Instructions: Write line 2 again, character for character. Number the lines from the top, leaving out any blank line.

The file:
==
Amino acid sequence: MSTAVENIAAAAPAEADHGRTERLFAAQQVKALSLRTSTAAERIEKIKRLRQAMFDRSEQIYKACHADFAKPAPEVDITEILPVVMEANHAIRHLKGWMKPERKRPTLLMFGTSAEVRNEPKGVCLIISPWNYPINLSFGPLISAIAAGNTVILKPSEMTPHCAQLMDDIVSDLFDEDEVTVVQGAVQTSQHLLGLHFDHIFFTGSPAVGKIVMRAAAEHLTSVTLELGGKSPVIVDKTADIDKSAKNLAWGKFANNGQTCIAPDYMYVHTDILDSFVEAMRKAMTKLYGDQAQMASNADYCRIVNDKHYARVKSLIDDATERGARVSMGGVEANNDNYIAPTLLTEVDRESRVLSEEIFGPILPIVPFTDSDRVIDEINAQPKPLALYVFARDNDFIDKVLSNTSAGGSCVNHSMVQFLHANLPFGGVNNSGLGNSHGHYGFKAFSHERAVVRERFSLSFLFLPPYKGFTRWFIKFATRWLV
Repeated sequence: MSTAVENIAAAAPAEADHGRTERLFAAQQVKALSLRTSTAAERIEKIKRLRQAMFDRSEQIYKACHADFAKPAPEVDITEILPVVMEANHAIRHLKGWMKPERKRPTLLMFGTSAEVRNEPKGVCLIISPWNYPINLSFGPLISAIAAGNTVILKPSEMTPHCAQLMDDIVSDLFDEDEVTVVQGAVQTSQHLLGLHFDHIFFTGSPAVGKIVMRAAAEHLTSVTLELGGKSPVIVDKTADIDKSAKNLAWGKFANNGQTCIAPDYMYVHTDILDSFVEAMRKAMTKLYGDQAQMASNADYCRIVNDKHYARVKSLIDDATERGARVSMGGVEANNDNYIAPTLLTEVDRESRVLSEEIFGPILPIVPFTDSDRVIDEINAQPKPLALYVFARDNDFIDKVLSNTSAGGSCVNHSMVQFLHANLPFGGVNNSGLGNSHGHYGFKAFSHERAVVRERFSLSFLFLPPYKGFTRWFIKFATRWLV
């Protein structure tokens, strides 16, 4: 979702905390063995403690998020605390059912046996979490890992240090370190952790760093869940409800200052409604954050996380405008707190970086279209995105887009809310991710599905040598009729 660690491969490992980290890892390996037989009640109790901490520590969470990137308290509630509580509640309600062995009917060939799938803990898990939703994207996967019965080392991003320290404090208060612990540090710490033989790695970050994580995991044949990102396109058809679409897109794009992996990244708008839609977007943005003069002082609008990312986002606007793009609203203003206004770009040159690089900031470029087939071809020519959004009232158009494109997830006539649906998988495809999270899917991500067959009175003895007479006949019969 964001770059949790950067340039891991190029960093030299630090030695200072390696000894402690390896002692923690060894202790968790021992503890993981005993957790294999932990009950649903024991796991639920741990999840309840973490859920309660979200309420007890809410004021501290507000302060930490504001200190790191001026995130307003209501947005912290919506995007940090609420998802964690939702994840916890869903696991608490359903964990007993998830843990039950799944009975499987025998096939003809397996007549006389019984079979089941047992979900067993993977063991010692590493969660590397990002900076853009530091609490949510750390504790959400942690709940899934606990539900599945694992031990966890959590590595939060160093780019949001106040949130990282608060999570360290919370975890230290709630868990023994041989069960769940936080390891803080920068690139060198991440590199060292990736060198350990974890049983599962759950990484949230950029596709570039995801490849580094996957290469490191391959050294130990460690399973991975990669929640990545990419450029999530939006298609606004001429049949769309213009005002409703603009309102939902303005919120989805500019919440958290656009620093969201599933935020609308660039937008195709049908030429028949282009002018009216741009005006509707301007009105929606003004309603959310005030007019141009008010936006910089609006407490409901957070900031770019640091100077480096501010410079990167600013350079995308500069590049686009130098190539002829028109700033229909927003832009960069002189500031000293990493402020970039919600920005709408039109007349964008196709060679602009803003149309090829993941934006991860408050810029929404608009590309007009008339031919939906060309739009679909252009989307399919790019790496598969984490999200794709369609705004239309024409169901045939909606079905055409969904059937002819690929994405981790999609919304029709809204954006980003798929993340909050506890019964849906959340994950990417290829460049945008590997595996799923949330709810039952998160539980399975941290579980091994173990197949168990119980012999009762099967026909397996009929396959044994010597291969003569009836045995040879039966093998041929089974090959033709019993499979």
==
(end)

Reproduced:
Repeated sequence: MSTAVENIAAAAPAEADHGRTERLFAAQQVKALSLRTSTAAERIEKIKRLRQAMFDRSEQIYKACHADFAKPAPEVDITEILPVVMEANHAIRHLKGWMKPERKRPTLLMFGTSAEVRNEPKGVCLIISPWNYPINLSFGPLISAIAAGNTVILKPSEMTPHCAQLMDDIVSDLFDEDEVTVVQGAVQTSQHLLGLHFDHIFFTGSPAVGKIVMRAAAEHLTSVTLELGGKSPVIVDKTADIDKSAKNLAWGKFANNGQTCIAPDYMYVHTDILDSFVEAMRKAMTKLYGDQAQMASNADYCRIVNDKHYARVKSLIDDATERGARVSMGGVEANNDNYIAPTLLTEVDRESRVLSEEIFGPILPIVPFTDSDRVIDEINAQPKPLALYVFARDNDFIDKVLSNTSAGGSCVNHSMVQFLHANLPFGGVNNSGLGNSHGHYGFKAFSHERAVVRERFSLSFLFLPPYKGFTRWFIKFATRWLV